Wednesday, June 19, 2024

Collateral Damage: Texas anti-diversity and Austin HOME laws both harm Blacks and Latinos by Alberta Phillips, Austin Free Press

Alberta Phillips, a member of the Austin Planning Commission, writes cogently on how politics often makes for strange bedfellows. Good ol' liberal Austin leaders are, in effect, converging with the anti-diversity agenda in the making of its Austin HOME law that serves the interests of gentrification and in so doing, harming Blacks and Latinos.

This is exactly what Black and Brown folks need to come together as collectively, we have more power, as well as because our communities are the very target of policy. We must also engage in continuous education and advocacy on the value and importance of a diverse Austin, considering that some Black and Brown leaders and organizations lent their support to this agenda.

-Angela Valenzuela


Collateral Damage: Texas anti-diversity and Austin HOME laws both harm Blacks and Latinos

by Alberta Phillips, Austin Free Press | June 18, 2024

Protesting the HOME zoning ordinance at Austin City Hall on May 14, 2024. Image credit: Iliana Medrano.

A former editor of the Austin American-Statesman years ago schooled me up on progressive versus conservative politics by drawing a line across a page. He then marked the center of the line, noting that everything left of that center was “progressive,” and everything right of center was “conservative.” As each side moved farther from the center toward the extreme ends of the line, he showed me something bizarre. The opposite points can bend so sharply that they intersect.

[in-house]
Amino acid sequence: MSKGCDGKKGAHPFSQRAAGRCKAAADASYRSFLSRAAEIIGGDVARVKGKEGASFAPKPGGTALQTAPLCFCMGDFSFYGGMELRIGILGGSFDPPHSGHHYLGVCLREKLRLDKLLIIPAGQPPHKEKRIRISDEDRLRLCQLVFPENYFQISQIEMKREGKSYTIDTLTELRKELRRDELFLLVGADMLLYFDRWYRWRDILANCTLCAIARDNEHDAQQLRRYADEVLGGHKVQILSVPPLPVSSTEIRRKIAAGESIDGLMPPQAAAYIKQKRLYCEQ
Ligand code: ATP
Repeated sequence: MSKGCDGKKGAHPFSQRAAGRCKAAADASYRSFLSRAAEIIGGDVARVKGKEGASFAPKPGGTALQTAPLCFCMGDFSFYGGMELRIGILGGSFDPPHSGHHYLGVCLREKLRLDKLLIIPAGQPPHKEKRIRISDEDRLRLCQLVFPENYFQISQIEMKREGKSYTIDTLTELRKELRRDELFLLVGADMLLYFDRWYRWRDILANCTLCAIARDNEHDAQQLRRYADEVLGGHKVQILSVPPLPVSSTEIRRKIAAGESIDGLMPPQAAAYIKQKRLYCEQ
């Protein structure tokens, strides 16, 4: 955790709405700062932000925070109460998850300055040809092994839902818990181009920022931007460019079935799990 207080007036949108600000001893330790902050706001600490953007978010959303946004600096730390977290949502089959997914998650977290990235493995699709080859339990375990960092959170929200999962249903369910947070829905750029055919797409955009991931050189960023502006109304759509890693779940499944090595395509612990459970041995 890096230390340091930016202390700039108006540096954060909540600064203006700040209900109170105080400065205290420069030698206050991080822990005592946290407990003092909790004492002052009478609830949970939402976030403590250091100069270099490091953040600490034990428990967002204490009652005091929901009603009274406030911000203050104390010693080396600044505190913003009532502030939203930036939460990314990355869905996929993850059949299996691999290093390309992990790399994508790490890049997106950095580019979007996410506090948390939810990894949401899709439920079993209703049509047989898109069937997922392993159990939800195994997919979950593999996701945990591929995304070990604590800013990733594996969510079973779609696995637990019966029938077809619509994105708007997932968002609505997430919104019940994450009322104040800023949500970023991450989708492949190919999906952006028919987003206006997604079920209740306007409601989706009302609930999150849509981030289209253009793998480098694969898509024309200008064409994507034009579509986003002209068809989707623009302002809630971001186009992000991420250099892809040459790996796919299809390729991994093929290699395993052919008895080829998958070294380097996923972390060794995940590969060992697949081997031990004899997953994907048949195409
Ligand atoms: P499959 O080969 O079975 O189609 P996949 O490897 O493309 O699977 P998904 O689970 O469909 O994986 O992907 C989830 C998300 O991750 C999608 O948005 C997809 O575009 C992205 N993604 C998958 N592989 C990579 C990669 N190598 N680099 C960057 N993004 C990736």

We’ve witnessed that phenomena in vaccine warfare as the far right and far left embrace conspiracy theories over science. We’ve also seen those interests merge in the movement to legalize marijuana. Now, conservatives in our State Capitol and progressives in our City Hall have implemented laws that many African Americans and Latinos say treat them as collateral damage. They have a point.

The Republican-dominated state government is implementing its 2023 anti-Diversity, Equity and Inclusion (DEI) law with the stated goal of neutralizing DEI’s preferential treatment of certain groups (read that as Blacks and Hispanics).  

That is twisted logic, given Texas’ history of discrimination and racial violence against African Americans and Latinos. UT-Austin crafted DEI programs to help reverse that damage and create a more welcoming environment on a campus that legally barred African Americans until 1950. DEI programs aim to promote academic excellence and success by providing Black, Hispanic and other students and faculty of color the social and scholarly infrastructure that were missing previously.

Instead, university and state leaders have been nailing the DEI coffin shut, laying off at least 60 UT-Austin employees and eliminating the Division of Campus and Community Engagement. It’s had a chilling effect on Black and Latino faculty and students, some of whom are headed for the exits. It’s hard to see how UT-Austin continues to recruit and retain top minority faculty and students in this climate.